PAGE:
Today is Opening Day for Major League Baseball. It’s always one of the happiest days of the year for me. That’s because it usually features the Mets taking the field and playing in a game that matters for the first time in months. Every team has a fresh start and anything is possible. Last year, we learned that the hard way when a pandemic lockdown wiped out more than half of the regular season and the Miami Marlins qualified for the playoffs. In 2021, I’m hoping for the good kind of “anything is possible,” like the Mets winning the World Series for the first time in 35 years.

We’re not off to a good start, though. New York’s opening game has been postponed because the Washington Nationals have multiple players are their team who are infected with COVID-19. We still don’t know when the Mets will play their first game, but being behind schedule right off the bat is putting them at a disadvantage. Hopefully it’s not big enough of a disadvantage to make up for having the richest owner in baseball. That’s what Steve Cohen is and it’s why he represents a renewed hope that the Mets can become a consistent contender for the National League pennant.

They got one step closer to that goal on Wednesday night when the front office completed a $341 million contract to keep the newly acquired Francisco Lindor in Queens for the next decade. The Mets can now build around an elite starting pitcher in Jacob deGrom and a five-tool shortstop. What’s not to like? Well, I’m skeptical of any baseball contract that goes longer than seven years. That’s how long the Mets signed Carlos Beltran for in 2005 and the deal expired just as Beltran was losing the ability to play a top-tier center field. Not only did the Mets get incredible production out of Beltran, but they were able to flip him for Zack Wheeler right before he became a free agent.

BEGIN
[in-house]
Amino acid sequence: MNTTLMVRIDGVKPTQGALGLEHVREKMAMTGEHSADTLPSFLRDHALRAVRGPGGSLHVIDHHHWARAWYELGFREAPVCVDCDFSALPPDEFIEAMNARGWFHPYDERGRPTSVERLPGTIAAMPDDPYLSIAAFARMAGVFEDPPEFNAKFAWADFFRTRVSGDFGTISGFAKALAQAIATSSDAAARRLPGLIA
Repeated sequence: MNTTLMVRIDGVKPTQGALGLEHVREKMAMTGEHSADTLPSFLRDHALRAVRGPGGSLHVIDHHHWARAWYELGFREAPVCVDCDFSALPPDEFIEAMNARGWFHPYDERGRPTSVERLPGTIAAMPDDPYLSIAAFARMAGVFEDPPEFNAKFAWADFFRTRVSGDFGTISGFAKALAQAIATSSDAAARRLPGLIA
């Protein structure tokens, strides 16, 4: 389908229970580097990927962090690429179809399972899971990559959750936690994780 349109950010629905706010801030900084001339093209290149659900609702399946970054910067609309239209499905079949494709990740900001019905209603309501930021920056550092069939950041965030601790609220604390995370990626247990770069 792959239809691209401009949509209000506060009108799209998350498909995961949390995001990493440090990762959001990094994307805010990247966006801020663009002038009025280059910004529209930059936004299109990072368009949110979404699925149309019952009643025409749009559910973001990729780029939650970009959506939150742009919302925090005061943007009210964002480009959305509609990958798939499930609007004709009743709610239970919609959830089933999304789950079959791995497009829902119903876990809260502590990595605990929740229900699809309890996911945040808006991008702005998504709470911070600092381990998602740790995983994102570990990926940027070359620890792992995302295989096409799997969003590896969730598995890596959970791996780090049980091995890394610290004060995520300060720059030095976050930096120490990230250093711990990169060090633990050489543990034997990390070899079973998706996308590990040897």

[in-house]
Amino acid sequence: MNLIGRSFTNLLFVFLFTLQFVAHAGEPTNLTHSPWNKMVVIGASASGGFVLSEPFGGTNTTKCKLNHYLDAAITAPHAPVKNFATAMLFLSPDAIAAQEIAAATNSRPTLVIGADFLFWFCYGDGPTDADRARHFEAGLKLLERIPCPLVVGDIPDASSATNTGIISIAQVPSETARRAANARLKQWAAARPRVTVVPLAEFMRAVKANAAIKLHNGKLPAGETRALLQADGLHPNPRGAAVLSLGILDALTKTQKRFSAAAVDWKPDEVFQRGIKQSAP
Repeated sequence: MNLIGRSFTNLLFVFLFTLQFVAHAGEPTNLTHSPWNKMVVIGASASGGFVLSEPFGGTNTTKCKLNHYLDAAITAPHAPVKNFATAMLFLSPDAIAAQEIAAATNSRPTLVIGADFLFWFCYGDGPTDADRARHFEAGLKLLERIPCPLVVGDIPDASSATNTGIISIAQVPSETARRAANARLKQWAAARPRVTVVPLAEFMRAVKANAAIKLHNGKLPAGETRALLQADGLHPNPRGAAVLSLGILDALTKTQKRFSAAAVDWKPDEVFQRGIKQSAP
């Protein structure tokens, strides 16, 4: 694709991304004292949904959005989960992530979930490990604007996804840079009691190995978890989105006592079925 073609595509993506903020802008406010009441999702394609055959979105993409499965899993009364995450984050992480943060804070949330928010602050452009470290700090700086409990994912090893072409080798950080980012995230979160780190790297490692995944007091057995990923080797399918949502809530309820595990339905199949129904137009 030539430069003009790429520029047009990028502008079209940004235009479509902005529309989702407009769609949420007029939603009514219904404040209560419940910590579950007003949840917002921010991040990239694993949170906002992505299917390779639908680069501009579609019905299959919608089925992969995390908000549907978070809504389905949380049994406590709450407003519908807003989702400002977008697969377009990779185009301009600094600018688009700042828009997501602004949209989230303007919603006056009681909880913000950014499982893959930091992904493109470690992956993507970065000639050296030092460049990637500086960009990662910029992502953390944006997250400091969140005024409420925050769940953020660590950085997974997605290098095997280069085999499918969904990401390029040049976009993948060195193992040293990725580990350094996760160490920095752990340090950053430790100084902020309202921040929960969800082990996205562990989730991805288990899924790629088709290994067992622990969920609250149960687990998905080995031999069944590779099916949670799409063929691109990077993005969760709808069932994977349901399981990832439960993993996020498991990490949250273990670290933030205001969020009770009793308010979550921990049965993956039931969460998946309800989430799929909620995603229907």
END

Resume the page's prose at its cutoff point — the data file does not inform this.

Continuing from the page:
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Penn State basketball leaves us guessing again with mysterious game postponement

Penn State was scheduled to play a basketball game against Wisconsin on Sunday afternoon, but then it suddenly got postponed. The Nittany Lions probably weren’t going to win against one of the Big Ten’s top teams, but it was going to be nice to watch a sporting event on Sunday in which both teams were earnestly trying to win. There might be only one or two of those in the NFL this week.

Then again, maybe PSU head coach Jim Ferry isn’t trying to win with the way he is managing Sam Sessoms’s minutes. The Binghamton transfer finally cracked the 30-minute threshold against Indiana despite being a key cog in the Nittany Lion offense all season, and that was only because of overtime.

Hmmmm. No mention of COVID-19 or positive tests, just an “abundance of caution.” What the heck. We’re fans that support the program even though the best it can give us is an NIT championship here or there. We deserve to know why the game is getting postponed.

Who am I kidding? We’re Penn State basketball fans. We don’t even deserve to know why the coach who was one global pandemic away from making the NCAA Tournament last season was let go. It’s not like that move led to all of our 2021 recruits deciding to commit to other programs. No big deal.

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Ohio State is awesome, but that doesn’t mean that the Playoff committee is correct